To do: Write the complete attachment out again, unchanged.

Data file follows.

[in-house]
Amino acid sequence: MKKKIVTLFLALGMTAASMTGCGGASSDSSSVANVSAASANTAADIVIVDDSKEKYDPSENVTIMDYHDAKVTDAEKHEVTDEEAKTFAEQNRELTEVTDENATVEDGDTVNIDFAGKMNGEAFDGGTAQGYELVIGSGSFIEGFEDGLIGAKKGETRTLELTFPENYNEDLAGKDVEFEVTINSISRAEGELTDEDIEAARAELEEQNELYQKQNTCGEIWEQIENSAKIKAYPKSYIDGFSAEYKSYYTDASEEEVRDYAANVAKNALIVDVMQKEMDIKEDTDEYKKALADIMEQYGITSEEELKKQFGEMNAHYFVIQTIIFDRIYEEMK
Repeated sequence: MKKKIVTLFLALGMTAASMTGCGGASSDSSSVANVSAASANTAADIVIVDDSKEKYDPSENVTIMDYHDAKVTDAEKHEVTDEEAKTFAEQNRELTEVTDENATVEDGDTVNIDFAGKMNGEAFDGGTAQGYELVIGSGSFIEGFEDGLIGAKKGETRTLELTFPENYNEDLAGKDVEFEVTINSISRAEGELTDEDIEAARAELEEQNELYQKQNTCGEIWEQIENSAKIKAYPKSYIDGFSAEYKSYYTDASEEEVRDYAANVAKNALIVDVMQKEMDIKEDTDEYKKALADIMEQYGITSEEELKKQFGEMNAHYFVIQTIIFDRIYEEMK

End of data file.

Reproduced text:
[in-house]
Amino acid sequence: MKKKIVTLFLALGMTAASMTGCGGASSDSSSVANVSAASANTAADIVIVDDSKEKYDPSENVTIMDYHDAKVTDAEKHEVTDEEAKTFAEQNRELTEVTDENATVEDGDTVNIDFAGKMNGEAFDGGTAQGYELVIGSGSFIEGFEDGLIGAKKGETRTLELTFPENYNEDLAGKDVEFEVTINSISRAEGELTDEDIEAARAELEEQNELYQKQNTCGEIWEQIENSAKIKAYPKSYIDGFSAEYKSYYTDASEEEVRDYAANVAKNALIVDVMQKEMDIKEDTDEYKKALADIMEQYGITSEEELKKQFGEMNAHYFVIQTIIFDRIYEEMK
Repeated sequence: MKKKIVTLFLALGMTAASMTGCGGASSDSSSVANVSAASANTAADIVIVDDSKEKYDPSENVTIMDYHDAKVTDAEKHEVTDEEAKTFAEQNRELTEVTDENATVEDGDTVNIDFAGKMNGEAFDGGTAQGYELVIGSGSFIEGFEDGLIGAKKGETRTLELTFPENYNEDLAGKDVEFEVTINSISRAEGELTDEDIEAARAELEEQNELYQKQNTCGEIWEQIENSAKIKAYPKSYIDGFSAEYKSYYTDASEEEVRDYAANVAKNALIVDVMQKEMDIKEDTDEYKKALADIMEQYGITSEEELKKQFGEMNAHYFVIQTIIFDRIYEEMK